Updated at 9:55 p.m. Jan. 31, 2013
Westbound motorists on state Route 94 see a Stella Rosa wine ad on a billboard west of Lemon Grove. Eastbound travelers savor a different message: “Atheism: A Personal Relationship with Reality.”
“It’s the first time we’ve used that slogan,” said Jim Eliason of the San Diego Coalition of Reason, an umbrella organization of 18 nonbeliever groups.
“We’re hoping to create a lot of buzz. Every time we put up a billboard, we get a tremendous response.”
Four years ago, one was up in La Mesa.
The latest billboard was posted early Thursday morning. Costing $4,000—with $1,500 from American Atheists and the rest from community donors—it will stay up for a month, Eliason said.
Why state Route 94 in the College Area?
“It was time do a billboard again, and … American Atheist President David Silverman” will speak Feb. 24 at UC San Diego, Eliason said.
A 50-year-old North Park resident raised in a Christian household, Eliason was out with a young colleague taking pictures of the billboard about 9:15 a.m. Thursday.
“There’s a big difference between respecting people and respecting their beliefs," Silverman told KPBS. "I respect every person, but I do not respect the belief in an invisible man in the sky, because that’s ridiculous.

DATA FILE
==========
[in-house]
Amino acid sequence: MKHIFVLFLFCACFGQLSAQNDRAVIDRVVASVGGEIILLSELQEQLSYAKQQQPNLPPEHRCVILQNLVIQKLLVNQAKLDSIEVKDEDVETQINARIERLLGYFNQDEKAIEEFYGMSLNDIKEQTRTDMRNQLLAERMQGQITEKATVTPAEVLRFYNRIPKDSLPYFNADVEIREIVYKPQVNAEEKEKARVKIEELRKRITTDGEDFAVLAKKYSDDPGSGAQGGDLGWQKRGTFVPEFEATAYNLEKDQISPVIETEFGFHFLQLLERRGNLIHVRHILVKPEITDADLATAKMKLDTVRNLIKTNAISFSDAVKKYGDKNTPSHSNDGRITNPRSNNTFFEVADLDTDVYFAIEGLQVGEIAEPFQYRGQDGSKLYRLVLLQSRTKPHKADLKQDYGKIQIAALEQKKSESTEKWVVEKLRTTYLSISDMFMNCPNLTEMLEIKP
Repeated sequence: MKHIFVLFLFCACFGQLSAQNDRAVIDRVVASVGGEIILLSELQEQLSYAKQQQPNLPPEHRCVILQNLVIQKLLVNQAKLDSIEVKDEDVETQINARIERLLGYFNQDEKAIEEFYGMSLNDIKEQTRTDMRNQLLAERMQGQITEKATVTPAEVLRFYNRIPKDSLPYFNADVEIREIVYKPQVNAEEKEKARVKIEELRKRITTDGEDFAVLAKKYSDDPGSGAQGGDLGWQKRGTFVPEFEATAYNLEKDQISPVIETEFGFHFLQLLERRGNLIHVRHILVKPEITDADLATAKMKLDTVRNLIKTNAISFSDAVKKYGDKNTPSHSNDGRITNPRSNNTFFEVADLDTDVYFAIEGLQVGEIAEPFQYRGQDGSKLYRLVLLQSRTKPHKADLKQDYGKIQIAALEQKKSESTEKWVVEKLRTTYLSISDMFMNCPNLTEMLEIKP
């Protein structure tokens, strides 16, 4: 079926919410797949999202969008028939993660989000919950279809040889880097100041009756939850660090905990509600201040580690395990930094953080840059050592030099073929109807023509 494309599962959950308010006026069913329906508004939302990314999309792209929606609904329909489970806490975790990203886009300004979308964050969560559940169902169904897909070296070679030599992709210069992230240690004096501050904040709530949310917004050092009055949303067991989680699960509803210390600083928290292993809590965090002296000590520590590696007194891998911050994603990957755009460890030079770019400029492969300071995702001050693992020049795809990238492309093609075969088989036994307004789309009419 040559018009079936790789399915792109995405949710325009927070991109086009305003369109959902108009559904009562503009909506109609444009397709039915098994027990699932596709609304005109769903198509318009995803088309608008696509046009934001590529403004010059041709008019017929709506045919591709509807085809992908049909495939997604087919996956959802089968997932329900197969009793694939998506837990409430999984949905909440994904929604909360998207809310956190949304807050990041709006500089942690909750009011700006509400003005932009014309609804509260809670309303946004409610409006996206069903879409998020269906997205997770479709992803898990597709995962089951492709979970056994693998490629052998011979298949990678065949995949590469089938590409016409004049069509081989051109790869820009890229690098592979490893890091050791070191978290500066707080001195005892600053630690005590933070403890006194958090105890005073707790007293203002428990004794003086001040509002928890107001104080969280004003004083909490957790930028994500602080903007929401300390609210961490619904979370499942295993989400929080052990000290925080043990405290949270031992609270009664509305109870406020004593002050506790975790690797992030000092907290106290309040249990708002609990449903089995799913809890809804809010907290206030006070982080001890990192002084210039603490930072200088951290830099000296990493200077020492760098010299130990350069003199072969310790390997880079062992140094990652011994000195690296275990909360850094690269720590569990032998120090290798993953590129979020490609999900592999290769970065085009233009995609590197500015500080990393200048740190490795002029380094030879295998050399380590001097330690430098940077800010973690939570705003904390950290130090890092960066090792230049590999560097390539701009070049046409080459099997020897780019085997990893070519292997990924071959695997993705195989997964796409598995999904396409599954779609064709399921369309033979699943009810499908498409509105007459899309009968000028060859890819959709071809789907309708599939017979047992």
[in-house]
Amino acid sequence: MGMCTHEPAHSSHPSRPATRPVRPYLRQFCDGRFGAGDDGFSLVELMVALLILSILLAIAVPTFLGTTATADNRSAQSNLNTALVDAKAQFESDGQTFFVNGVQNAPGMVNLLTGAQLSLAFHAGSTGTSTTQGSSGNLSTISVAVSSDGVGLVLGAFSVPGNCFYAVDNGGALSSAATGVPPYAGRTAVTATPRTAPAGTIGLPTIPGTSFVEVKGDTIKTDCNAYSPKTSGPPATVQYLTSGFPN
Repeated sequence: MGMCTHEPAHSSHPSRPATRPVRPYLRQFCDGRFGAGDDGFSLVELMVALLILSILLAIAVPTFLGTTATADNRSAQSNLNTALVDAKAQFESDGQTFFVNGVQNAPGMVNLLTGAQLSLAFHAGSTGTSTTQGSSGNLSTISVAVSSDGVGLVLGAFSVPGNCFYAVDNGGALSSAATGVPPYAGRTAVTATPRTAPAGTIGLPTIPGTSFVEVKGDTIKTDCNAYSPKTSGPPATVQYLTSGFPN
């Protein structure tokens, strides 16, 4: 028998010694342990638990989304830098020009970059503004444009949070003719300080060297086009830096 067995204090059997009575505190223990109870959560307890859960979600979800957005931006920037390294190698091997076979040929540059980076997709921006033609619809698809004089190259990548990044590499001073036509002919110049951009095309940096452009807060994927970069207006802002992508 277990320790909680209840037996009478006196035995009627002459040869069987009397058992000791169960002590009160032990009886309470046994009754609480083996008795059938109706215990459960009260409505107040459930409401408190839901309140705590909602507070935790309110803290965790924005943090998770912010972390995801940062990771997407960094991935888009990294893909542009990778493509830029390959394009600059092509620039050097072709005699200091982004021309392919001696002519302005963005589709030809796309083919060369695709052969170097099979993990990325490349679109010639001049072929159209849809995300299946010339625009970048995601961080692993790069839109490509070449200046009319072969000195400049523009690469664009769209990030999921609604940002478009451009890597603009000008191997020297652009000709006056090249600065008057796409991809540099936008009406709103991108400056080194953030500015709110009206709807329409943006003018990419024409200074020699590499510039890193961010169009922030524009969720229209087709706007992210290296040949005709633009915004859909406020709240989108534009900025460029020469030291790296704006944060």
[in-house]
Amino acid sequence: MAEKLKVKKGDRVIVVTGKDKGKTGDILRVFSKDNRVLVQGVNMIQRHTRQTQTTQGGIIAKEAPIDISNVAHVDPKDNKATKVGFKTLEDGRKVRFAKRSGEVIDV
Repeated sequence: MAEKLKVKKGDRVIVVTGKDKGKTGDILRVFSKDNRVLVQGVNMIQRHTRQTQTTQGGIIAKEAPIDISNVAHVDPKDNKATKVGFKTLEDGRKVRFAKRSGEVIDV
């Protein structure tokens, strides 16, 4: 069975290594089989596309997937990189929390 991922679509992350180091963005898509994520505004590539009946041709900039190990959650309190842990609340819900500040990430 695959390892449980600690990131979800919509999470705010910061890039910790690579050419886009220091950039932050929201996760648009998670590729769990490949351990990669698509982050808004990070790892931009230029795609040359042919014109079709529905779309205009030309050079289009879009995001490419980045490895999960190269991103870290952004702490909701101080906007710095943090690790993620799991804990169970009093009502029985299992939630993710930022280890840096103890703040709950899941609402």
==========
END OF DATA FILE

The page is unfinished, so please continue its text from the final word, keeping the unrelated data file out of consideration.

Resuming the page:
Debbie Allen, coordinator of the Coalition of Reason, told U-T San Diego that the 2009 billboard along Interstate 8 said: “Don’t Believe in God? You are not alone.”
“In part because of the publicity, the coalition has grown from nine groups to 18,” the U-T reported. “It now boasts about 2,000 members.”
Depicting a stack of books holding up a curtain, the billboard was “very clever,” Allen told the U-T, adding:
Obviously, we want to get across the message that when you pull up the curtain on the universe or on reality, first of all you do so through education, science, etc., which is what the books symbolize. But on the other side, it’s just the natural world. There are no wizards or goblins or supernatural beings behind the curtain.
Eliason, speaking loudly (see video) to be heard above the din of passing traffic, said atheists meet Saturdays in Balboa Park as an “outreach to nonbelievers.”
“Most of the believers who come talk to us are very respectful,” he said.
For himself and like-minded people who come from religious backgrounds, “Somewhere along the way we realized we didn’t believe anymore.”